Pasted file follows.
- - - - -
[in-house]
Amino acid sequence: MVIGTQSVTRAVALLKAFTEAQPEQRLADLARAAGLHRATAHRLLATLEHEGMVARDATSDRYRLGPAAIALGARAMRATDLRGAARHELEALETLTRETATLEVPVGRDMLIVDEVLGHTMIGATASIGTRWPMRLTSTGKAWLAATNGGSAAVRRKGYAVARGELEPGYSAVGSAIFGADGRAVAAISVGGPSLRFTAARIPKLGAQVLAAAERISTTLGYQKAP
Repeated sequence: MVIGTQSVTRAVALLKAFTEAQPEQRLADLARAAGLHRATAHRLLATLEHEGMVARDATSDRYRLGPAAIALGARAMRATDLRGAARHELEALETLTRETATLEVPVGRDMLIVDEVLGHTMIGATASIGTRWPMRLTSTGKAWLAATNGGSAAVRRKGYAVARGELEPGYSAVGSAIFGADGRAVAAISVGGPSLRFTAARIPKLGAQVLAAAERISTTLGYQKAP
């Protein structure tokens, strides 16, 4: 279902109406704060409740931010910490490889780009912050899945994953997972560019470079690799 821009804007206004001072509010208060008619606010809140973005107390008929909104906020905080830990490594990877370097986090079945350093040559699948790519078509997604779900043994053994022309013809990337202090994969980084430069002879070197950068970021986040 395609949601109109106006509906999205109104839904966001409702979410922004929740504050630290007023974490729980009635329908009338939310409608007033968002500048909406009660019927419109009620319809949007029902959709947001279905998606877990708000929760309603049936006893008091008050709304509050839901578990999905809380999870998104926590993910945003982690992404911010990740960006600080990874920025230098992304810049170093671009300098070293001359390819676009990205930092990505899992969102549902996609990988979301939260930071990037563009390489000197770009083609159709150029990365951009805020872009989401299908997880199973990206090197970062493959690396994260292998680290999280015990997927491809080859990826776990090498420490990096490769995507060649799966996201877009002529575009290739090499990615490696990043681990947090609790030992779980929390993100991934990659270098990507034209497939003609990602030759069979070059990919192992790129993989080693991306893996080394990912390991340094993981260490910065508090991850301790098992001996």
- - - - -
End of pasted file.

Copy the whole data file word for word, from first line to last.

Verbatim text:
[in-house]
Amino acid sequence: MVIGTQSVTRAVALLKAFTEAQPEQRLADLARAAGLHRATAHRLLATLEHEGMVARDATSDRYRLGPAAIALGARAMRATDLRGAARHELEALETLTRETATLEVPVGRDMLIVDEVLGHTMIGATASIGTRWPMRLTSTGKAWLAATNGGSAAVRRKGYAVARGELEPGYSAVGSAIFGADGRAVAAISVGGPSLRFTAARIPKLGAQVLAAAERISTTLGYQKAP
Repeated sequence: MVIGTQSVTRAVALLKAFTEAQPEQRLADLARAAGLHRATAHRLLATLEHEGMVARDATSDRYRLGPAAIALGARAMRATDLRGAARHELEALETLTRETATLEVPVGRDMLIVDEVLGHTMIGATASIGTRWPMRLTSTGKAWLAATNGGSAAVRRKGYAVARGELEPGYSAVGSAIFGADGRAVAAISVGGPSLRFTAARIPKLGAQVLAAAERISTTLGYQKAP
């Protein structure tokens, strides 16, 4: 279902109406704060409740931010910490490889780009912050899945994953997972560019470079690799 821009804007206004001072509010208060008619606010809140973005107390008929909104906020905080830990490594990877370097986090079945350093040559699948790519078509997604779900043994053994022309013809990337202090994969980084430069002879070197950068970021986040 395609949601109109106006509906999205109104839904966001409702979410922004929740504050630290007023974490729980009635329908009338939310409608007033968002500048909406009660019927419109009620319809949007029902959709947001279905998606877990708000929760309603049936006893008091008050709304509050839901578990999905809380999870998104926590993910945003982690992404911010990740960006600080990874920025230098992304810049170093671009300098070293001359390819676009990205930092990505899992969102549902996609990988979301939260930071990037563009390489000197770009083609159709150029990365951009805020872009989401299908997880199973990206090197970062493959690396994260292998680290999280015990997927491809080859990826776990090498420490990096490769995507060649799966996201877009002529575009290739090499990615490696990043681990947090609790030992779980929390993100991934990659270098990507034209497939003609990602030759069979070059990919192992790129993989080693991306893996080394990912390991340094993981260490910065508090991850301790098992001996």